The New York Times can’t be wrong!


When dumb things are said by great people: Last Wednesday, the New York Times made a mistake. Unless you read the New York Times, in which case it was Gingrich’s fault.

Within the world of the New York Times, the New York Times simply can’t be wrong. This can produce some real amusement when the Times does make a mistake.

What did the Times get wrong last week? On Wednesday night, the paper reported that Donald Trump was going to endorse Newt Gingrich. But uh-oh! The very next day, Donald Trump endorsed Mitt Romney.

Did this mean the Times made a mistake? Darlings, please! On Friday morning, Trip Gabriel’s news report managed to blame the whole thing on Gingrich. These were the hard-copy headlines: “Gears Grind as Gingrich Shifts to Nevada/In an invasion of ‘Romney country,’ a few stumbles.”

What were the Gingrich “stumbles?” Go ahead—you deserve a good laugh:
GABRIEL (2/3/12): As Newt Gingrich seeks to remain a factor, not an also-ran, in the Republican presidential race, it sometimes seems as if the campaign vehicle meant to smoothly transport him to the nomination is more like the Joad family jalopy.

A miscommunication between state and national staff members caused Mr. Gingrich to miss a meeting on Wednesday with Brian Sandoval, the popular Republican governor of Nevada, which infuriated the local staff who had set it up.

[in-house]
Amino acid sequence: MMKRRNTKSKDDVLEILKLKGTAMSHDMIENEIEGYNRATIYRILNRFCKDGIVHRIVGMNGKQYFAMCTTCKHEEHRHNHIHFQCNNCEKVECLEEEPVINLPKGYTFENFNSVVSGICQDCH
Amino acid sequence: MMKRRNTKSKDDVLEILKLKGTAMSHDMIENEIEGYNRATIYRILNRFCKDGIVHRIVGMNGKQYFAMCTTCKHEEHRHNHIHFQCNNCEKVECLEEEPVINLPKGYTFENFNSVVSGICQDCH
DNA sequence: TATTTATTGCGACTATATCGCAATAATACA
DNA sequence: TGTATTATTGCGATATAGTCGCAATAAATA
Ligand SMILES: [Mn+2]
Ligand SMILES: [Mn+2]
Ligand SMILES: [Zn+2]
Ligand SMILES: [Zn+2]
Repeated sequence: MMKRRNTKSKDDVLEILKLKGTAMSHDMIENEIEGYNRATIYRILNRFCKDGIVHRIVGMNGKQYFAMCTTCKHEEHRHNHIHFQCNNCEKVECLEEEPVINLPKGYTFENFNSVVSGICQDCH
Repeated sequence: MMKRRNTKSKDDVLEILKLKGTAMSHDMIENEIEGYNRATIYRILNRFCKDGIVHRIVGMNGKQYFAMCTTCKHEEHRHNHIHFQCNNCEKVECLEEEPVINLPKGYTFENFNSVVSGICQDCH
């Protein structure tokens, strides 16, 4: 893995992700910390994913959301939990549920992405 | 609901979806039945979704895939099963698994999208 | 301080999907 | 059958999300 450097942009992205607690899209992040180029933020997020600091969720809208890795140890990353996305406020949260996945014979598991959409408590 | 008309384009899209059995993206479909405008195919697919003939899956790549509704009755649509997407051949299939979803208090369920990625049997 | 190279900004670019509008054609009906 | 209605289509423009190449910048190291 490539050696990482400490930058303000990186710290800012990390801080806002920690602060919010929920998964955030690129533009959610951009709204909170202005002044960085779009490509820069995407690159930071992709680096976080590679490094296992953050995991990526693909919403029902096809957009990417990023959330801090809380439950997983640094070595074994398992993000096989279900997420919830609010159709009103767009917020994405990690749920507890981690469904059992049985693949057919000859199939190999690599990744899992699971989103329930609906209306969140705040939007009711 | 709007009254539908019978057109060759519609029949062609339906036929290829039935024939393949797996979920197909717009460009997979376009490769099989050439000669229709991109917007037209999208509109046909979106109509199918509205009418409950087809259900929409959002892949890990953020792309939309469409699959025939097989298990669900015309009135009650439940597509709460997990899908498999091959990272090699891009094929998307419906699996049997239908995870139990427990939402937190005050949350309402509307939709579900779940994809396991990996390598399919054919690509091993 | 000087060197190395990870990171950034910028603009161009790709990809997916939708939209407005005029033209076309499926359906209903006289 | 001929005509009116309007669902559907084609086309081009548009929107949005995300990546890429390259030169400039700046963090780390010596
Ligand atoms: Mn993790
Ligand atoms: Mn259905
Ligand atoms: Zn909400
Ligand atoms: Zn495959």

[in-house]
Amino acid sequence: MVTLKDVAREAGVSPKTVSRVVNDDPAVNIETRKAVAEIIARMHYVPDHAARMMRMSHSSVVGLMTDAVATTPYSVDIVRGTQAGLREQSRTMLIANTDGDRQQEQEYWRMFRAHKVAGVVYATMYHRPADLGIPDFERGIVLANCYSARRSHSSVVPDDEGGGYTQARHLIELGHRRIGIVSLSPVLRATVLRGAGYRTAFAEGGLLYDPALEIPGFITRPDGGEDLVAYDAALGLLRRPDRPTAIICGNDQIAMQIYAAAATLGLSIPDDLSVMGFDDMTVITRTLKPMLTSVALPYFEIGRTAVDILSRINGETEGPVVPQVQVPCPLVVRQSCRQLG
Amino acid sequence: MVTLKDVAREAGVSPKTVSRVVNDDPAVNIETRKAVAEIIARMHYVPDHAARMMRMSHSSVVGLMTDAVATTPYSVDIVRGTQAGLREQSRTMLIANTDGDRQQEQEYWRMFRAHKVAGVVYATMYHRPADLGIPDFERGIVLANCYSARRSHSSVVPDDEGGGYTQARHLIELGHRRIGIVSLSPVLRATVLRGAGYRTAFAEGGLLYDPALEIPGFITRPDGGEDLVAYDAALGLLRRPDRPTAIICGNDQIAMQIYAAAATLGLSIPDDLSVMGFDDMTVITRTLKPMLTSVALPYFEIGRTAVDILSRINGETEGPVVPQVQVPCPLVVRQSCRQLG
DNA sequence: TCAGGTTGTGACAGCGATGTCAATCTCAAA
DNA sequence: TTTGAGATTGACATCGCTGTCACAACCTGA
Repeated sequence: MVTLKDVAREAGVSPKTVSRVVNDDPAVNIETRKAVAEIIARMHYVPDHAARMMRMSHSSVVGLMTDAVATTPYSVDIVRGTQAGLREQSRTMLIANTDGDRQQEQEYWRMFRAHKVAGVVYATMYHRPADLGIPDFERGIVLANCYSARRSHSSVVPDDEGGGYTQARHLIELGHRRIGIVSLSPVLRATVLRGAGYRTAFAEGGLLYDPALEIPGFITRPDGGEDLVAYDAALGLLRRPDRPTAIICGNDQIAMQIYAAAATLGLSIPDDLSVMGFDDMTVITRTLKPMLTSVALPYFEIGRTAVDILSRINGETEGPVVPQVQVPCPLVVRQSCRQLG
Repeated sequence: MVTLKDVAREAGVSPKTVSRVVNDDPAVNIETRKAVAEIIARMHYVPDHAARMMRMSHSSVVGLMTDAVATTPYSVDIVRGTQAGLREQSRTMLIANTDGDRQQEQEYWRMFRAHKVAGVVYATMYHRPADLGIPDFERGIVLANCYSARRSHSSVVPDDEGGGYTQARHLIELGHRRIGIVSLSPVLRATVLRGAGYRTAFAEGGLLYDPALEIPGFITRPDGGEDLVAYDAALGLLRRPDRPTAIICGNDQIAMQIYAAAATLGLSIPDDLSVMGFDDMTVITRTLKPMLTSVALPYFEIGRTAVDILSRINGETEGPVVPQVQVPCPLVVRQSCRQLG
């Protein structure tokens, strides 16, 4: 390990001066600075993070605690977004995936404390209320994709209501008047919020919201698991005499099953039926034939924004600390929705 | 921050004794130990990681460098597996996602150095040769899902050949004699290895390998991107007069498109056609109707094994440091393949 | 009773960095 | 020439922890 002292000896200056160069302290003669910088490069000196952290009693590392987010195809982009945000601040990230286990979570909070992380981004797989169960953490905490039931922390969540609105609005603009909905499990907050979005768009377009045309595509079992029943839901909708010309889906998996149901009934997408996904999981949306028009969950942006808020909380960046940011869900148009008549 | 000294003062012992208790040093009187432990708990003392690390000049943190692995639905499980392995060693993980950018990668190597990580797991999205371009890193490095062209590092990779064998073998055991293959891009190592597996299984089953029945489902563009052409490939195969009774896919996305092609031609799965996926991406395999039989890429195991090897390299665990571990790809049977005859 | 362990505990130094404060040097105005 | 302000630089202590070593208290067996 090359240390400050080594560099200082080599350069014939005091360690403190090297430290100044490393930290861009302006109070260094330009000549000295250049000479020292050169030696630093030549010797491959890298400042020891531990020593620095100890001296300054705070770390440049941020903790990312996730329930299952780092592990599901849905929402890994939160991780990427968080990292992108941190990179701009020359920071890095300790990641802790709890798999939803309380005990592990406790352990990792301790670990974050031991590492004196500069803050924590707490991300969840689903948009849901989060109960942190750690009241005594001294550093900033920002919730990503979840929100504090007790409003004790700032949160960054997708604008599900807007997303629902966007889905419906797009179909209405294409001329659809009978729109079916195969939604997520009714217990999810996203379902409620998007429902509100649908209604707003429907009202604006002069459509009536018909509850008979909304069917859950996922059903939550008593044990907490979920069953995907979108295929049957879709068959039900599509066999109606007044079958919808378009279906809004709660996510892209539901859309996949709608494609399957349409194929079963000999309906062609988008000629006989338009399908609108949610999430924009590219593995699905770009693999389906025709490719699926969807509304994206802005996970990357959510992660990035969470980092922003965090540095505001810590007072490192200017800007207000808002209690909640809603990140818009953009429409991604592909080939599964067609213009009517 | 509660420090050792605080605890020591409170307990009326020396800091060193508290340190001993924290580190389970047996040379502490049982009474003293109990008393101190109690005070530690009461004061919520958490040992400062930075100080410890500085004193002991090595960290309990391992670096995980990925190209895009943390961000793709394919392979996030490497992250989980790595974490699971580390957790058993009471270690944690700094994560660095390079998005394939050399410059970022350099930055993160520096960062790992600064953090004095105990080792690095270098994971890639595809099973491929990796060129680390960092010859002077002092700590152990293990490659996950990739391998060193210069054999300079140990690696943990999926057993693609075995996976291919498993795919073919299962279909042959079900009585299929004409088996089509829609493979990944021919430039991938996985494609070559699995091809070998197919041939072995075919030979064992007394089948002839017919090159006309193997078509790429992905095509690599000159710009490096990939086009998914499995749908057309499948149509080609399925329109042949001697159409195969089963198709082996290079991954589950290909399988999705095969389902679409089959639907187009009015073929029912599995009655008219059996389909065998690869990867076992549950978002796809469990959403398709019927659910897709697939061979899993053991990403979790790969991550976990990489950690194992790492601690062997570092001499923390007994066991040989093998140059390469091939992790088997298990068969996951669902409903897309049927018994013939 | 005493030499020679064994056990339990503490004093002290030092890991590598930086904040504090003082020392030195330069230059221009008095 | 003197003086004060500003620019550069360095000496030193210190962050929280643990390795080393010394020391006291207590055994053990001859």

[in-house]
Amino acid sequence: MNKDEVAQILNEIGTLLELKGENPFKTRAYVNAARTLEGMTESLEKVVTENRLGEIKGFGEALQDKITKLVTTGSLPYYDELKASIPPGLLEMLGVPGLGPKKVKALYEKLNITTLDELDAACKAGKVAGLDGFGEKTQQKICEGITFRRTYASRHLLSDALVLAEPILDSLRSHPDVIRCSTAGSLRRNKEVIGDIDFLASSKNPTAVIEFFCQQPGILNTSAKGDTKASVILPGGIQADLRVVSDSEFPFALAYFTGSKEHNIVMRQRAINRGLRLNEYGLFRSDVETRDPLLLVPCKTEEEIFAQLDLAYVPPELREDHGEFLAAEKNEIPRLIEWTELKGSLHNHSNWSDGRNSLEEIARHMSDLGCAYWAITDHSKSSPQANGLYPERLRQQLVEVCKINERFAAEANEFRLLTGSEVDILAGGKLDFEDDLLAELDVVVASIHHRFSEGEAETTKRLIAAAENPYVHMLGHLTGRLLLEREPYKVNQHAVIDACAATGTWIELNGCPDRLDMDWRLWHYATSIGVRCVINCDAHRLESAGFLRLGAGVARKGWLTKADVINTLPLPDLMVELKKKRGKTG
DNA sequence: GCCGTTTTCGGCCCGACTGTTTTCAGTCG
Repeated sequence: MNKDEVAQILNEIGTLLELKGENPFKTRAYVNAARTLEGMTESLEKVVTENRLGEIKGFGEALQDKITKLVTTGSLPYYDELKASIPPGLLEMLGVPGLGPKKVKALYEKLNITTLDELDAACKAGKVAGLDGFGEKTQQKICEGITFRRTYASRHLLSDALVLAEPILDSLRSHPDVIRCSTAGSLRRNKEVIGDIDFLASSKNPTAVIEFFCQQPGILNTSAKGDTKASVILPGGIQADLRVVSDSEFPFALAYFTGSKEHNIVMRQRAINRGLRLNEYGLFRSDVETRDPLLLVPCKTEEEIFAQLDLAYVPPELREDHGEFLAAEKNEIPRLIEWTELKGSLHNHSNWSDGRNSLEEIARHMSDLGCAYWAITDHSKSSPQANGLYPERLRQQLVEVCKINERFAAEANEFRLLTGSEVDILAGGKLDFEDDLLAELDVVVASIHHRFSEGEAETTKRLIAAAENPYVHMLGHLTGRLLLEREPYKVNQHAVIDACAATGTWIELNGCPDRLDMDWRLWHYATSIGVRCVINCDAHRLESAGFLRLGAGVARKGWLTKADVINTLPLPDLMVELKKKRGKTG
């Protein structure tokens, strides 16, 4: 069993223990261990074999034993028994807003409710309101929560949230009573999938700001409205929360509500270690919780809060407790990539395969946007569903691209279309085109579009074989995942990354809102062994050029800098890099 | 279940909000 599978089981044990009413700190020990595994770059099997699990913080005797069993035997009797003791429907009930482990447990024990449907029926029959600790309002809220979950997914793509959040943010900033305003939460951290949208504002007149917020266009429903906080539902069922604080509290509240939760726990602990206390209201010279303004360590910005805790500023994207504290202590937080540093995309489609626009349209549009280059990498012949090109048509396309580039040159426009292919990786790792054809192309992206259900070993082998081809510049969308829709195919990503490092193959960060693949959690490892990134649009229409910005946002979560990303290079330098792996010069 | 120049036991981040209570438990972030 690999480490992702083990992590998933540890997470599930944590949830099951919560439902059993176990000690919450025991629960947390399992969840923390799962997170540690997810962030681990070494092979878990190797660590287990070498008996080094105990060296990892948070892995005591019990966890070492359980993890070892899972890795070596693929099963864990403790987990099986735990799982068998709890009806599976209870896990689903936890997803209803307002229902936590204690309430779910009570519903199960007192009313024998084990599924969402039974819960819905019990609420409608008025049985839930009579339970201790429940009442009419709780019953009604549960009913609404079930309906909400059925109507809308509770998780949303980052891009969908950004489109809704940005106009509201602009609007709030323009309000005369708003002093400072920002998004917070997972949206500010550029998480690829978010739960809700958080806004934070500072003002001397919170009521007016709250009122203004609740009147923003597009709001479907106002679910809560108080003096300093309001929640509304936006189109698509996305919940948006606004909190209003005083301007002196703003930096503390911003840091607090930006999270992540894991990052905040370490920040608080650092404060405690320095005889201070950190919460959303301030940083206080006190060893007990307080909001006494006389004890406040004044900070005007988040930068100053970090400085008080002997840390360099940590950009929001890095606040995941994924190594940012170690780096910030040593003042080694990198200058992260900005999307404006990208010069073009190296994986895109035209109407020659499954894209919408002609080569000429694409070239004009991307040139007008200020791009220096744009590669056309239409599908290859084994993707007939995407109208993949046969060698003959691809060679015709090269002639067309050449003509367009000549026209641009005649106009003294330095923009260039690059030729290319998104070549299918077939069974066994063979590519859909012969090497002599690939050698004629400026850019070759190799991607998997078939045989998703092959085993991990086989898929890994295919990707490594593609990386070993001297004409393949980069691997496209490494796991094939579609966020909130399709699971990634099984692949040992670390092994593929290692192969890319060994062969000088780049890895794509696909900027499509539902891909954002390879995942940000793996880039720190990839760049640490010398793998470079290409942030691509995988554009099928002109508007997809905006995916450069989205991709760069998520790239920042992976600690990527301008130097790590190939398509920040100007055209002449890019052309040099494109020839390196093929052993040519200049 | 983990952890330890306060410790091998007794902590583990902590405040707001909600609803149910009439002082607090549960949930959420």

On Wednesday evening, as the news media, including The New York Times, published a report that Donald Trump would endorse Mr. Gingrich, citing sources in or close to the campaign—a report that later proved false—Mr. Gingrich’s spokesman ignored requests to confirm or deny the account. And on Thursday, a forum with Hispanic leaders scheduled for 10 a.m. was suddenly pushed back 30 minutes, frustrating the local Gingrich supporter who had arranged it.
Gingrich was thirty minutes late for a meeting—and the New York Times made a large mistake. Unless you were reading the New York Times, where each incident meant that Newt’s campaign is like the Joad family’s jalopy!

It’s a matter of Hard Pundit Law: At the New York Times, the Times can’t be wrong! If you doubt that, just read this blog post in which Andrew Rosenthal asks a fairly dumb question: “Is Abortion Rare?”

In a previous post, Rosenthal had said that abortion in the United States actually is “safe, legal and rare.” Commenters asked if the procedure is really “rare,” given the fact that 1.2 million abortions occur in a year, versus 4.1 million births.

In our view, abortion should be legal—but it seems a bit odd to say that it’s “rare.” But however you may judge that imponderable, you might enjoy watching Rosenthal cherry-pick data to help us see that he can’t have been wrong. (To review the data from which he picked, click through to the Guttmacher fact-sheet.)

This is a very unimpressive group. Sadly, they define “press corps” culture.


  1. Yep, right up front the Guttmacher Institute says "Twenty-two percent of all pregnancies (excluding miscarriages) end in abortion." IMHO that's the most useful statistic to measure whether or not abortion is "rare." Like Bob, I support a woman's right to choose abortion. Still, I appreciate his willingness to criticize someone for abuse of statistics, even though he's on our side.

    1. I'm willing to believe this, but does "abortion" mean "artificially-caused abortion." Does the term miscarriage exclude naturally caused abortion?

    2. I would assume that in the Guttmacher Institute's usage, "miscarriage" means "naturally caused abortion" so that their "abortion" figure is the number of voluntarily chosen abortions as a percentage of pregnancies that didn't end due to naturally occurring miscarriages. A 22% abortion rate according to that definition is consistent with the the quoted figures of 1.2 million abortions per year and 4.1 million births, since 1.2/5.3 = 22%.